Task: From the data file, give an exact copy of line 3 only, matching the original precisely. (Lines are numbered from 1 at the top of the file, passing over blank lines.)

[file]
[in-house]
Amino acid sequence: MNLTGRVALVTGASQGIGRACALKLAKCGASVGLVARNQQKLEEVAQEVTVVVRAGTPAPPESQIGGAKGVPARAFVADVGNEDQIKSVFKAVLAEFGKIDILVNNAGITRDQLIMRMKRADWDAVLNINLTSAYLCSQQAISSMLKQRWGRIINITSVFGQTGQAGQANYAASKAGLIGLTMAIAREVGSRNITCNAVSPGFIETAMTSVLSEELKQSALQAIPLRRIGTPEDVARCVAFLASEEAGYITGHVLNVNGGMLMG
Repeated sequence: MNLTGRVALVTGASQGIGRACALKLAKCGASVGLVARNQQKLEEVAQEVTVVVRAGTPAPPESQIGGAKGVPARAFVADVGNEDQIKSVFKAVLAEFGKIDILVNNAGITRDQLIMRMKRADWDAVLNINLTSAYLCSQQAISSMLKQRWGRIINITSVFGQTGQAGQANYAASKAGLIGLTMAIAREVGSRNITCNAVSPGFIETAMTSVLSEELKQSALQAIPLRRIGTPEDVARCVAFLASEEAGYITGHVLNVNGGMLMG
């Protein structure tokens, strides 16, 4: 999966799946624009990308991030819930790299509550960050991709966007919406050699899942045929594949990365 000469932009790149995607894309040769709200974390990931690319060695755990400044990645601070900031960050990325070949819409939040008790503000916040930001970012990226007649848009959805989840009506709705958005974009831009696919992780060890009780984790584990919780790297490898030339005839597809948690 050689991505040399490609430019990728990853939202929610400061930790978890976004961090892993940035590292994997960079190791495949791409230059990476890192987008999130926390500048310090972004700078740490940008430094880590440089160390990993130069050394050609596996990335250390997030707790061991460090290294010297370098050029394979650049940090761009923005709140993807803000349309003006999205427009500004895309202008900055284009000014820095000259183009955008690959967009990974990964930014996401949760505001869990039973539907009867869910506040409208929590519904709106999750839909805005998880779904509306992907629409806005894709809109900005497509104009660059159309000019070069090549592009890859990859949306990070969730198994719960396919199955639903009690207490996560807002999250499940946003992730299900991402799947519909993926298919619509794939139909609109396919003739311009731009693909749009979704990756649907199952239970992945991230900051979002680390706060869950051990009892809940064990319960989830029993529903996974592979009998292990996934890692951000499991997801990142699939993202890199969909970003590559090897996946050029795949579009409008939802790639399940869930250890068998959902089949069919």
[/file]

Repeated sequence: MNLTGRVALVTGASQGIGRACALKLAKCGASVGLVARNQQKLEEVAQEVTVVVRAGTPAPPESQIGGAKGVPARAFVADVGNEDQIKSVFKAVLAEFGKIDILVNNAGITRDQLIMRMKRADWDAVLNINLTSAYLCSQQAISSMLKQRWGRIINITSVFGQTGQAGQANYAASKAGLIGLTMAIAREVGSRNITCNAVSPGFIETAMTSVLSEELKQSALQAIPLRRIGTPEDVARCVAFLASEEAGYITGHVLNVNGGMLMG